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Emerging voices

The Hindu, September 7, 2003

IT is amazing how many voices in India are still to be heard and how some people work quietly to allow these voices to emerge. From Uttarakhand and Himachal Pradesh come the voices from the mountains gathered by a diligent researcher called Indira Ramesh. These are oral testimonies gathered from the 1990s by several interviewers and coordinated by Indira Ramesh. It is a slim book entitled Voices From the Mountains but it is the kind of book that remains with you long after you have read the last page. Through oral testimonies the book tells the story of lives in the villages of Garhwal and Kinnaur in the western Himalaya. Development has brought many changes in these villages, both physical and mental. And with development has come the powerful tool of education. Not that the villagers disapprove of change but education has also meant young people leaving the villages to go to the cities. Mountain farming is left in the hands of the elderly, less educated or those dedicated to their lands. While people from the plains can come up to enjoy the mountains, the mountain people have to go down to the plains to find work. The narrators in this book voice this in many different ways. It is for us to do some introspection about which way development is going. The women who have spoken are illiterate but their words, even in translation, emerge like fresh sprouts from a rich soil.

Sudesha, who has spoken her mind in this book, lives in the village of Rampur and is a leading environmental activist who spearheaded the Chipko and other protest movements in the area. Apart from working for a future, she would also like the women to think for themselves. She begins her narrative saying, “… We are part of the Chipko movement for saving the forests… [We learnt] about the importance of the forests, how they affect our lives… My whole life has… been spent with the movement… Not just Chipko, but wherever there was a protest movement, for instance against a mining project in our area or [when] they used to kill male buffaloes or [when] people used to exploit young girls for money, or they didn’t want to educate girls. Our Mahila Mangal Dal used to work for these causes… ”

Commenting on Tehri dam, she says the first thing that they believe in is that the Bhagirathi River is theirs and that it should flow freely. When she comments on young people going to the cities one can almost hear her choke over her words. “Our children migrate to the plains to wash dishes for other people… I have been to Delhi. Our boys from Rampur live in houses that look like lavatories… But we poor people are free. We have our own houses in our village and we breathe free air… I wept when I saw their houses… ”

Sudesha also talks about what it is to be a woman. “Ever since I became aware,” she says, “I have begun to believe that the jewellery that is made for us [women] is like the decoration made for cows and buffaloes. In one sense it is meant for the same purpose, to make us bow down. There is pain here and there, and then we are constantly worried that it will get lost. If nothing else it was a kind of bondage.”

It is this clarity of thinking that must have made Sudesha take part in the Chipko movement and other protest movements. Even when her husband and the villagers opposed her she continued to voice her protest. When her husband warned her that she would be imprisoned, Sudesha retorted, “So what? Many important people have gone to jail.”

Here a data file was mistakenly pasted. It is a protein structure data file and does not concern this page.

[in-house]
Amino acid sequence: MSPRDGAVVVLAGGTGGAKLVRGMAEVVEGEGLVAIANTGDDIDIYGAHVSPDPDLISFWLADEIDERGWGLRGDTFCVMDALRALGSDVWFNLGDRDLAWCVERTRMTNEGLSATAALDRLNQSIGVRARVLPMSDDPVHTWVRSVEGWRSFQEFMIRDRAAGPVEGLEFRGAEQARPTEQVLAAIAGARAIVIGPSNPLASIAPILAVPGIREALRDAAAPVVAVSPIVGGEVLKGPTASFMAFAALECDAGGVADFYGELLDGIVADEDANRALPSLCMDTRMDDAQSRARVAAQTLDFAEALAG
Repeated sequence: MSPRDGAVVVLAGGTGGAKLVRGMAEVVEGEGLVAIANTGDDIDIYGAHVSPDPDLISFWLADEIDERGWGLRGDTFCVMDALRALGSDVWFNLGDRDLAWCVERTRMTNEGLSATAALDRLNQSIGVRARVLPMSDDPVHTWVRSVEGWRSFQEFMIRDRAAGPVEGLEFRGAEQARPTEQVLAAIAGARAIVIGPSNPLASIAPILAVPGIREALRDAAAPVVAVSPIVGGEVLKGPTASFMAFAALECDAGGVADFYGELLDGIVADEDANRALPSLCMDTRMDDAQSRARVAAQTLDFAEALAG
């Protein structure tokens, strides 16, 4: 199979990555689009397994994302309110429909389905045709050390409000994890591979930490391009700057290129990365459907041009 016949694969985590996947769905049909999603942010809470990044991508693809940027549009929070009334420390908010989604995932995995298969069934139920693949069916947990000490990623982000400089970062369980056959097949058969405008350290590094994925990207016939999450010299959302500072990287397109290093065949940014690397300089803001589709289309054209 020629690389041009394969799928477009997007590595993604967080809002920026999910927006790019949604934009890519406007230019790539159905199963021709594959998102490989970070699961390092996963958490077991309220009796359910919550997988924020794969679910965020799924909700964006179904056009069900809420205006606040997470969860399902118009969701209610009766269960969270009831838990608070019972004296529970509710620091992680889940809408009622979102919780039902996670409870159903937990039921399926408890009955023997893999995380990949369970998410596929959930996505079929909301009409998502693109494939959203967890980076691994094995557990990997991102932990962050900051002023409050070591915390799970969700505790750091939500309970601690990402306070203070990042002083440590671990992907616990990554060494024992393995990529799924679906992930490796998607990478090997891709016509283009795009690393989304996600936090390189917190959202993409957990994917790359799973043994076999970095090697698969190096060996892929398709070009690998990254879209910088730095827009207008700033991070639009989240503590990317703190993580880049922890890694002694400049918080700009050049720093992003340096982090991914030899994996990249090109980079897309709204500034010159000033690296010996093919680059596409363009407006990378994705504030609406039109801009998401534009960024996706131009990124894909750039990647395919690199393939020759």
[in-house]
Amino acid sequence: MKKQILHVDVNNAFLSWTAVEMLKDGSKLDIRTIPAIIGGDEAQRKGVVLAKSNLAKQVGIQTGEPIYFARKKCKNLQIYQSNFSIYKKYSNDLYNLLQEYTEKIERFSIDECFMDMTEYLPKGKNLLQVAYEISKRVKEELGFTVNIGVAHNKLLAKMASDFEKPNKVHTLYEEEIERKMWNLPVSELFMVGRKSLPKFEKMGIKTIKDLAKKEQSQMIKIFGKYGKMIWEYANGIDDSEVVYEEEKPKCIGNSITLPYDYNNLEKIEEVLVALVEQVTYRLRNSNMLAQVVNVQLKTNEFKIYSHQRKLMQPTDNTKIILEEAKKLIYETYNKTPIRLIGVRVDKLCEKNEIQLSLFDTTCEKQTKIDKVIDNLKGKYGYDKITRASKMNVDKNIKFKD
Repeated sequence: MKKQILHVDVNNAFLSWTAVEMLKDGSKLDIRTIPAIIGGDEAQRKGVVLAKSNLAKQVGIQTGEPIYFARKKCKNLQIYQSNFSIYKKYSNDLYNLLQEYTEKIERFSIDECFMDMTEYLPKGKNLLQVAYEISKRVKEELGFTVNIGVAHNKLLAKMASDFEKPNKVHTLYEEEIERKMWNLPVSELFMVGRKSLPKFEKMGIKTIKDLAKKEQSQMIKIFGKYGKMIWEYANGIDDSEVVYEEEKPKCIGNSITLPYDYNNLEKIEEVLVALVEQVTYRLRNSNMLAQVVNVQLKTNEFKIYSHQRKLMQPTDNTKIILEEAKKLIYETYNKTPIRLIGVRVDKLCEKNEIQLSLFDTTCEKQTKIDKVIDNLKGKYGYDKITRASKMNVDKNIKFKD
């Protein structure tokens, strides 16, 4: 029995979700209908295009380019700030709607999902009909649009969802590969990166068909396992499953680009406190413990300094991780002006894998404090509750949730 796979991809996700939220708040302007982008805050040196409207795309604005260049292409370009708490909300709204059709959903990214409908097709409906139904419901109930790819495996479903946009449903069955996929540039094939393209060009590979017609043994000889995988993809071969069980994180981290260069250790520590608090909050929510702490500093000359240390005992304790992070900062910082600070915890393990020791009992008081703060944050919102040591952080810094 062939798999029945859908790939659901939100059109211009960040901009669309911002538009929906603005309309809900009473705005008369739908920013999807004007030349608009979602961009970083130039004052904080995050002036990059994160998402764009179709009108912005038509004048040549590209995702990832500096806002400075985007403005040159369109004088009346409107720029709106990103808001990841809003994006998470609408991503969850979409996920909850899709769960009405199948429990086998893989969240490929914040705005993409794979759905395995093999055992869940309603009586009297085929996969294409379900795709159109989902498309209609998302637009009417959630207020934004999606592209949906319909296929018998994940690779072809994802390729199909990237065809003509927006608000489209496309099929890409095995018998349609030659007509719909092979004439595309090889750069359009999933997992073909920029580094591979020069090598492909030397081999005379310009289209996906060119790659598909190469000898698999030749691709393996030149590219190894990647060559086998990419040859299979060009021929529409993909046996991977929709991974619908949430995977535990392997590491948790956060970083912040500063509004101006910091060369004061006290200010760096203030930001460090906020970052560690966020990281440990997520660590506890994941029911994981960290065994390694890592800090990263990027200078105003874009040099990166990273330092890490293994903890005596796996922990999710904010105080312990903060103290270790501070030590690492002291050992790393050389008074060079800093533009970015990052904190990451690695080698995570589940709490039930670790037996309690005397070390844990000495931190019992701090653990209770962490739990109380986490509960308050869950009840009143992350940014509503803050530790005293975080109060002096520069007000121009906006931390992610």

Many have spoken about deforestation and how forests have been cut down to build roads. But an interesting point mentioned by one of them is about a grain bank that they had in earlier times. The panchs of the village would appoint one man as bhandari (store-keeper) of the village bhandar (store). He was given the keys to the store and much respect. People had to give grain at the store. They gave wheat, barley and mustard at the time of the rabi and at the time of kharif, rice, pulses, beans, salt and chillies were collected. You could then borrow from the grain bank as and when you needed anything and give it back at the time of harvest. One had to return one and a half times what one took. There would be so much grain that people never bought from the market. While all of them appreciate the improvements of the modern age like education, better hygiene and less diseases, the message contained in their collective voices is that some of the advantages of the earlier system have been lost due to wrong planning and utterly inconsiderate methods of execution which do not take into consideration the needs of each area and its people. Twenty-five-year-old Beena captures this situation in a few words by explaining how plans are passed on to them and how they are unable to make any programmes according to requirements. She says there was a flood in her village once and they needed to build roads. But when they approached the concerned officials they were told that money cannot be given for linking roads but money could be given for building schools. This is very much like asking people to eat cake when they complain that they need bread.

This slim book has been brought by the Panos Institute, which is working to stimulate debate on global environment and development issues. Those interested in unedited transcripts and more background information can log on to I think books like this must contain a statutory warning that those affected by short-sightedness, weak stomachs to digest true facts, stubborn gullets which cannot swallow details, which are diseases normally associated with planners and bureaucrats, must read the book only after sufficiently fortifying themselves. [original article]

C.S. Lakshmi is an independent researcher and a writer. She writes in Tamil under the pseudonym Ambai. She is the founder-trustee and director of SPARROW (Sound and Picture Archives for Research on Women).